Breaking Bad Cycling Habits

Kick these no-no's to the curb to get the most out of your cycling routine.


As far as bad habits go, making indoor cycling mistakes may not seem like a big deal since at least you’re exercising, right? On one level, that’s true. But some subtle cycling blunders could leave you with an injury or compromise the benefits of your workouts and prevent you from getting the results you want. While some no-no habits—including form faux pas like riding with splayed knees and taboo moves like pedaling backwards—are fairly obvious, other common bad habits are so seemingly innocuous that you may not even realize you’re making them.

Here are seven bad habits to kick right now:

Not adjusting the resistance before pedaling. If you hop on the bike and start pedaling without checking the resistance, you could strain your knees if there’s too much resistance on the bike. Ideally, members of the previous class would have taken off the resistance before exiting (or at least brought it down to the level of a flat road) but that doesn’t always happen. Save your knees by checking the resistance before you start pedaling. 

Leaning on the handlebars. It’s a bad idea for a few reasons: Not only does it compromise your posture on the bike, which can lead to back and shoulder strain, but it also robs you of the opportunity to build core strength (as you would while riding in an upright posture). Plus, when you off-load your weight onto the handlebars during a standing climb, you place excessive stress on your knees and compromise your ability to build leg-muscle strength and gain optimal momentum in your pedal strokes.

Your best bet is to keep your center of gravity over the pedals at all times.

Pedaling fast without enough resistance. When your instructor continuously tells you to turn up your resistance, it’s not because she’s a control freak. It’s because she’s trying to help you build muscle strength, power, and endurance in your legs.

So if you fake a resistance increase, you’re only cheating yourself. Plus, pedaling fast without sufficient resistance could lead to injury if you lose control of the pedals and your feet slip out of the cages or clips.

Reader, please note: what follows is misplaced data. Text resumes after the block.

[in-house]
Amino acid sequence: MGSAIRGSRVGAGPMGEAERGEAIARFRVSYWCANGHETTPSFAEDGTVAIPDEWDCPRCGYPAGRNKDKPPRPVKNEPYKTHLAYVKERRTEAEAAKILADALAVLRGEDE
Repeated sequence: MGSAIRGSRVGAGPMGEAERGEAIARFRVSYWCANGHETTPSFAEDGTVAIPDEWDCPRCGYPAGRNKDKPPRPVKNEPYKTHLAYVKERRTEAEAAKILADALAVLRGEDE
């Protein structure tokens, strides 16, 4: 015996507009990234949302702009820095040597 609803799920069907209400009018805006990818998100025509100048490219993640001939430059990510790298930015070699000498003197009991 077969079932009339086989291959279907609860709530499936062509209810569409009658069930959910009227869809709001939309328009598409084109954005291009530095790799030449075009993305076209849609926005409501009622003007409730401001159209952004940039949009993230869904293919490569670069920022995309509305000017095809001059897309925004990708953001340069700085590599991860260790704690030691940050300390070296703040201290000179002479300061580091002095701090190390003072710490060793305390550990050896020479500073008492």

Letting your hips wobble. If your tush is tilting from side to side as you ride, this is probably a sign that your seat is too high and you need to set up your bike properly to suit your physique. To protect your muscles and your body alignment, your hips should remain stable as you pedal, and there should be a slight bend in your knee when your foot hits the bottom of each pedal stroke. 

Using a death-grip on the handlebars. Gripping the handlebars so tightly that your knuckles turn white sends a current of stress into your upper arms, shoulders, back, and neck. It can also lead to numbness in your fingertips. Hold the handlebars with a light, gentle grip (imagine holding an egg) to prevent injury.

Cranking up the resistance too much. This may sound like a good way to get a challenging workout but it’s not; it is, however, a good way to get injured.

Pushing against excessive resistance (if the pedals stick on their way around or you are struggling to move the pedals) can strain your knees. If you can’t maintain the proper cadence at a particular resistance level, you’d be better off lowering the resistance until you can build up greater strength.   

Stopping abruptly without cooling down. You may be in a hurry to hit the shower but it’s a mistake to just hop off the bike after riding hard. At the end of a challenging ride, your heart rate is elevated and blood is still pumping vigorously to your leg muscles. You need to let your heart rate come down gradually so you can avoid blood pooling in your legs, a phenomenon that can lead to a rapid drop in blood pressure, along with dizziness, fainting, muscle cramping, nausea, or other unpleasant symptoms. A proper cool-down—cycling at a gentle pace and low resistance for three to five minutes—can help your blood pressure naturally return to normal and allow you to leave the studio on steady feet.

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